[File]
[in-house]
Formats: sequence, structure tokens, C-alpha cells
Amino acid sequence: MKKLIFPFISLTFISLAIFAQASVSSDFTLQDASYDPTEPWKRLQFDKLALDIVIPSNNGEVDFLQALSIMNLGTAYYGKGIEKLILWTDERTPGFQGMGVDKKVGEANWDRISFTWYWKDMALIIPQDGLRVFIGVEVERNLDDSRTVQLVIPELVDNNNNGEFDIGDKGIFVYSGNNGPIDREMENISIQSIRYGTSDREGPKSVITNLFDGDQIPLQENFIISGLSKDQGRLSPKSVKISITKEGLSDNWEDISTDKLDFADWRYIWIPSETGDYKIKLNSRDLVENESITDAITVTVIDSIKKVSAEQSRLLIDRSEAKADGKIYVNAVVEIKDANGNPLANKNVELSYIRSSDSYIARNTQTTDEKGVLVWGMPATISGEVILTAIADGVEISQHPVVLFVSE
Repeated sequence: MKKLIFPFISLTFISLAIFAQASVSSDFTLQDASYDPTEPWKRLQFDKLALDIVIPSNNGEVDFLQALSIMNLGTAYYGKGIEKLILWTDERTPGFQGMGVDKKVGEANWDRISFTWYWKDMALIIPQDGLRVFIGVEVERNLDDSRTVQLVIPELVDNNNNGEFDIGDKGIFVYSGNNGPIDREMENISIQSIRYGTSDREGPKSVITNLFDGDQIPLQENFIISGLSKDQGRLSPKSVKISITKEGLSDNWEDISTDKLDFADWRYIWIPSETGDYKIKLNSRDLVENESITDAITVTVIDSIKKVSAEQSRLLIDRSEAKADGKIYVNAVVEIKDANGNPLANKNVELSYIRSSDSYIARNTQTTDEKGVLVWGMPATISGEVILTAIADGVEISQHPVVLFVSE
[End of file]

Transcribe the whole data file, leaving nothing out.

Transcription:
[in-house]
Formats: sequence, structure tokens, C-alpha cells
Amino acid sequence: MKKLIFPFISLTFISLAIFAQASVSSDFTLQDASYDPTEPWKRLQFDKLALDIVIPSNNGEVDFLQALSIMNLGTAYYGKGIEKLILWTDERTPGFQGMGVDKKVGEANWDRISFTWYWKDMALIIPQDGLRVFIGVEVERNLDDSRTVQLVIPELVDNNNNGEFDIGDKGIFVYSGNNGPIDREMENISIQSIRYGTSDREGPKSVITNLFDGDQIPLQENFIISGLSKDQGRLSPKSVKISITKEGLSDNWEDISTDKLDFADWRYIWIPSETGDYKIKLNSRDLVENESITDAITVTVIDSIKKVSAEQSRLLIDRSEAKADGKIYVNAVVEIKDANGNPLANKNVELSYIRSSDSYIARNTQTTDEKGVLVWGMPATISGEVILTAIADGVEISQHPVVLFVSE
Repeated sequence: MKKLIFPFISLTFISLAIFAQASVSSDFTLQDASYDPTEPWKRLQFDKLALDIVIPSNNGEVDFLQALSIMNLGTAYYGKGIEKLILWTDERTPGFQGMGVDKKVGEANWDRISFTWYWKDMALIIPQDGLRVFIGVEVERNLDDSRTVQLVIPELVDNNNNGEFDIGDKGIFVYSGNNGPIDREMENISIQSIRYGTSDREGPKSVITNLFDGDQIPLQENFIISGLSKDQGRLSPKSVKISITKEGLSDNWEDISTDKLDFADWRYIWIPSETGDYKIKLNSRDLVENESITDAITVTVIDSIKKVSAEQSRLLIDRSEAKADGKIYVNAVVEIKDANGNPLANKNVELSYIRSSDSYIARNTQTTDEKGVLVWGMPATISGEVILTAIADGVEISQHPVVLFVSE